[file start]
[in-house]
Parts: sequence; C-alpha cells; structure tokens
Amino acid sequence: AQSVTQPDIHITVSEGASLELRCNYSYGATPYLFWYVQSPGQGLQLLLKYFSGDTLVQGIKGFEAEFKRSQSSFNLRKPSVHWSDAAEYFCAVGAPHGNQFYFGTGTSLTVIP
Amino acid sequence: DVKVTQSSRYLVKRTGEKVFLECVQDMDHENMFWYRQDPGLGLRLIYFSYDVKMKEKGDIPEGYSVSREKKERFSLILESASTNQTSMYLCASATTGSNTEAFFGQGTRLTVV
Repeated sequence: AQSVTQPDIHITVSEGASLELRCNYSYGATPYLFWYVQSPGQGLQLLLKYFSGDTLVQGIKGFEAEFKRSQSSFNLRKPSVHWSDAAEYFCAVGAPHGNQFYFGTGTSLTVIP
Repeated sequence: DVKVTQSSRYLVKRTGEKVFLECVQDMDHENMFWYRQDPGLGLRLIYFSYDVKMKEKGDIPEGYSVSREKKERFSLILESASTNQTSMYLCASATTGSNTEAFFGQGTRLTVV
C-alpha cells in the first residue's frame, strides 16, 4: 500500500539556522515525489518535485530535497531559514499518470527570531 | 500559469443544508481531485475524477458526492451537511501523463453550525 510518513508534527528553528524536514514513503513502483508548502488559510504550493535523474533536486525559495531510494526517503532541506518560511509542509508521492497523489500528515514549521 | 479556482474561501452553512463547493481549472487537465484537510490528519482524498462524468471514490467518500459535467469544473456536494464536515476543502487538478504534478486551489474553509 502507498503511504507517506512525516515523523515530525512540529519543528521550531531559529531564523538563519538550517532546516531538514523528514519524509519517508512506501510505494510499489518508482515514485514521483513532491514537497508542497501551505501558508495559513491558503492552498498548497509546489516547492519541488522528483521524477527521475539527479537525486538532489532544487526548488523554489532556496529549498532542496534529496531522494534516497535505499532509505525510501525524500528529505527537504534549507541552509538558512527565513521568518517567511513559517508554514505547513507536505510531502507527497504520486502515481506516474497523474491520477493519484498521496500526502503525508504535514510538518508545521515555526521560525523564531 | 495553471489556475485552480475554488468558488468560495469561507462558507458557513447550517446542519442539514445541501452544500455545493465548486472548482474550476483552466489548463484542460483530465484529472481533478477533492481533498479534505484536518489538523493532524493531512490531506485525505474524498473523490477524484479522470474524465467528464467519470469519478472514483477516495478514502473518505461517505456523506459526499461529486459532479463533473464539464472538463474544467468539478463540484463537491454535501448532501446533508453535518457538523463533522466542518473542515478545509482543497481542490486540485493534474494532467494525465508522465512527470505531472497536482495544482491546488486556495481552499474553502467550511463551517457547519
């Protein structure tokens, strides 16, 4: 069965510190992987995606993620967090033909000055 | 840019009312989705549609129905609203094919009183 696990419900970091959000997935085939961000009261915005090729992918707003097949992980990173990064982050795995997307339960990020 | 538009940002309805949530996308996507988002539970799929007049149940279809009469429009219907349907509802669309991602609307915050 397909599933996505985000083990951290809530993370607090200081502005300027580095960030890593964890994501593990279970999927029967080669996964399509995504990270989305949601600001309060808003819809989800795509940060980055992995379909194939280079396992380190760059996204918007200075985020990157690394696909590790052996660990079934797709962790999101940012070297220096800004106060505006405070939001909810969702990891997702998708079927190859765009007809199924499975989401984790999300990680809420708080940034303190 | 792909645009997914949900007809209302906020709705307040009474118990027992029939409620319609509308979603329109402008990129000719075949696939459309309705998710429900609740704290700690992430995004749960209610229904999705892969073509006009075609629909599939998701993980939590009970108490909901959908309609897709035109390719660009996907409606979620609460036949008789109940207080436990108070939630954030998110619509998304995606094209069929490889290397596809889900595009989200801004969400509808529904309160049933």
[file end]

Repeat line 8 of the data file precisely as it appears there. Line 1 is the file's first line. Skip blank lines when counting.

């Protein structure tokens, strides 16, 4: 069965510190992987995606993620967090033909000055 | 840019009312989705549609129905609203094919009183 696990419900970091959000997935085939961000009261915005090729992918707003097949992980990173990064982050795995997307339960990020 | 538009940002309805949530996308996507988002539970799929007049149940279809009469429009219907349907509802669309991602609307915050 397909599933996505985000083990951290809530993370607090200081502005300027580095960030890593964890994501593990279970999927029967080669996964399509995504990270989305949601600001309060808003819809989800795509940060980055992995379909194939280079396992380190760059996204918007200075985020990157690394696909590790052996660990079934797709962790999101940012070297220096800004106060505006405070939001909810969702990891997702998708079927190859765009007809199924499975989401984790999300990680809420708080940034303190 | 792909645009997914949900007809209302906020709705307040009474118990027992029939409620319609509308979603329109402008990129000719075949696939459309309705998710429900609740704290700690992430995004749960209610229904999705892969073509006009075609629909599939998701993980939590009970108490909901959908309609897709035109390719660009996907409606979620609460036949008789109940207080436990108070939630954030998110619509998304995606094209069929490889290397596809889900595009989200801004969400509808529904309160049933």